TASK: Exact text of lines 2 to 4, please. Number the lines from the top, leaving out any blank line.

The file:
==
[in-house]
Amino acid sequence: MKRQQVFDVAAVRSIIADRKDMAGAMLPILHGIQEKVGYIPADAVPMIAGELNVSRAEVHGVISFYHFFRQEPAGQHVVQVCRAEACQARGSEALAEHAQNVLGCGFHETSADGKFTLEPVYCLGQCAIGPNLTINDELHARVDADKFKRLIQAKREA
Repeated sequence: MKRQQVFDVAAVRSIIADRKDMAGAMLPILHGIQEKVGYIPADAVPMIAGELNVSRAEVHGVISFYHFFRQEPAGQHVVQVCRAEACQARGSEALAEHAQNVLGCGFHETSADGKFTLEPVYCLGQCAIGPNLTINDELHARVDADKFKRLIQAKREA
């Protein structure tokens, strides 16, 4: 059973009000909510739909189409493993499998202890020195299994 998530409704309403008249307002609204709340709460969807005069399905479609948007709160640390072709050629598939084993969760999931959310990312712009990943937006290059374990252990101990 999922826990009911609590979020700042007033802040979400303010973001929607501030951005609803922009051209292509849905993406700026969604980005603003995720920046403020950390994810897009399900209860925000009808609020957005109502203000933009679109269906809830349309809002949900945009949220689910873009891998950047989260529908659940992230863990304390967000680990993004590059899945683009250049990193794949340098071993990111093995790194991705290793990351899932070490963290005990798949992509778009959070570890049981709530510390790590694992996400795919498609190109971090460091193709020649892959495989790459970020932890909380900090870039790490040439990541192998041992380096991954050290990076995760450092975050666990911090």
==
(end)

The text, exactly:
Amino acid sequence: MKRQQVFDVAAVRSIIADRKDMAGAMLPILHGIQEKVGYIPADAVPMIAGELNVSRAEVHGVISFYHFFRQEPAGQHVVQVCRAEACQARGSEALAEHAQNVLGCGFHETSADGKFTLEPVYCLGQCAIGPNLTINDELHARVDADKFKRLIQAKREA
Repeated sequence: MKRQQVFDVAAVRSIIADRKDMAGAMLPILHGIQEKVGYIPADAVPMIAGELNVSRAEVHGVISFYHFFRQEPAGQHVVQVCRAEACQARGSEALAEHAQNVLGCGFHETSADGKFTLEPVYCLGQCAIGPNLTINDELHARVDADKFKRLIQAKREA
């Protein structure tokens, strides 16, 4: 059973009000909510739909189409493993499998202890020195299994 998530409704309403008249307002609204709340709460969807005069399905479609948007709160640390072709050629598939084993969760999931959310990312712009990943937006290059374990252990101990 999922826990009911609590979020700042007033802040979400303010973001929607501030951005609803922009051209292509849905993406700026969604980005603003995720920046403020950390994810897009399900209860925000009808609020957005109502203000933009679109269906809830349309809002949900945009949220689910873009891998950047989260529908659940992230863990304390967000680990993004590059899945683009250049990193794949340098071993990111093995790194991705290793990351899932070490963290005990798949992509778009959070570890049981709530510390790590694992996400795919498609190109971090460091193709020649892959495989790459970020932890909380900090870039790490040439990541192998041992380096991954050290990076995760450092975050666990911090």